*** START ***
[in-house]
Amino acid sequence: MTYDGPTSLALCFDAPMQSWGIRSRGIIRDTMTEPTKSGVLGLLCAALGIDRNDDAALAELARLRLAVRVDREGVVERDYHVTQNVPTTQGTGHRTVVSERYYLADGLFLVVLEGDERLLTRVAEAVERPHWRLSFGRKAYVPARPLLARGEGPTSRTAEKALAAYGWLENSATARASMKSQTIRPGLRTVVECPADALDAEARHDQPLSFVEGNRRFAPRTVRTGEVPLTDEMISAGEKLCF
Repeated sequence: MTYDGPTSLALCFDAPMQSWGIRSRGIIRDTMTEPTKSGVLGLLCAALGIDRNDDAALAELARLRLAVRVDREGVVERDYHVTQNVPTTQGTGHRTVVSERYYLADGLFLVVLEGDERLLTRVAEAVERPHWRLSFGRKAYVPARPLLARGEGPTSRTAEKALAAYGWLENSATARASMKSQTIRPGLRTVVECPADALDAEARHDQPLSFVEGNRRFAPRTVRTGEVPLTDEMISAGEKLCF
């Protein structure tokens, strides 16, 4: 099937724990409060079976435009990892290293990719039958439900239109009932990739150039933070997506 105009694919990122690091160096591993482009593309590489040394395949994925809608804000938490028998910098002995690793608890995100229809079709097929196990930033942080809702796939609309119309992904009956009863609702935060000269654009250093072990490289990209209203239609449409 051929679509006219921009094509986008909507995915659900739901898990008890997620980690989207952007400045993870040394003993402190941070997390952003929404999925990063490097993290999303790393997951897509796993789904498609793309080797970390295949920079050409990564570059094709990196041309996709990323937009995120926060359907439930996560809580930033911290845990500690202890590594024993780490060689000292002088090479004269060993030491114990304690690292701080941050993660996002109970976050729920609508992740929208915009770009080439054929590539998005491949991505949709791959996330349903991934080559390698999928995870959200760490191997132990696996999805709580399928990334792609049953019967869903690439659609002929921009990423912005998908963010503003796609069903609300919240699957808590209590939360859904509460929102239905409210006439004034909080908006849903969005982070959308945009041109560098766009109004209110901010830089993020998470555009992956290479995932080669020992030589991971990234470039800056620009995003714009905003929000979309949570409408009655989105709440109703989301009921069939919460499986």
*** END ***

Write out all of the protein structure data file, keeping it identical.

[in-house]
Amino acid sequence: MTYDGPTSLALCFDAPMQSWGIRSRGIIRDTMTEPTKSGVLGLLCAALGIDRNDDAALAELARLRLAVRVDREGVVERDYHVTQNVPTTQGTGHRTVVSERYYLADGLFLVVLEGDERLLTRVAEAVERPHWRLSFGRKAYVPARPLLARGEGPTSRTAEKALAAYGWLENSATARASMKSQTIRPGLRTVVECPADALDAEARHDQPLSFVEGNRRFAPRTVRTGEVPLTDEMISAGEKLCF
Repeated sequence: MTYDGPTSLALCFDAPMQSWGIRSRGIIRDTMTEPTKSGVLGLLCAALGIDRNDDAALAELARLRLAVRVDREGVVERDYHVTQNVPTTQGTGHRTVVSERYYLADGLFLVVLEGDERLLTRVAEAVERPHWRLSFGRKAYVPARPLLARGEGPTSRTAEKALAAYGWLENSATARASMKSQTIRPGLRTVVECPADALDAEARHDQPLSFVEGNRRFAPRTVRTGEVPLTDEMISAGEKLCF
């Protein structure tokens, strides 16, 4: 099937724990409060079976435009990892290293990719039958439900239109009932990739150039933070997506 105009694919990122690091160096591993482009593309590489040394395949994925809608804000938490028998910098002995690793608890995100229809079709097929196990930033942080809702796939609309119309992904009956009863609702935060000269654009250093072990490289990209209203239609449409 051929679509006219921009094509986008909507995915659900739901898990008890997620980690989207952007400045993870040394003993402190941070997390952003929404999925990063490097993290999303790393997951897509796993789904498609793309080797970390295949920079050409990564570059094709990196041309996709990323937009995120926060359907439930996560809580930033911290845990500690202890590594024993780490060689000292002088090479004269060993030491114990304690690292701080941050993660996002109970976050729920609508992740929208915009770009080439054929590539998005491949991505949709791959996330349903991934080559390698999928995870959200760490191997132990696996999805709580399928990334792609049953019967869903690439659609002929921009990423912005998908963010503003796609069903609300919240699957808590209590939360859904509460929102239905409210006439004034909080908006849903969005982070959308945009041109560098766009109004209110901010830089993020998470555009992956290479995932080669020992030589991971990234470039800056620009995003714009905003929000979309949570409408009655989105709440109703989301009921069939919460499986």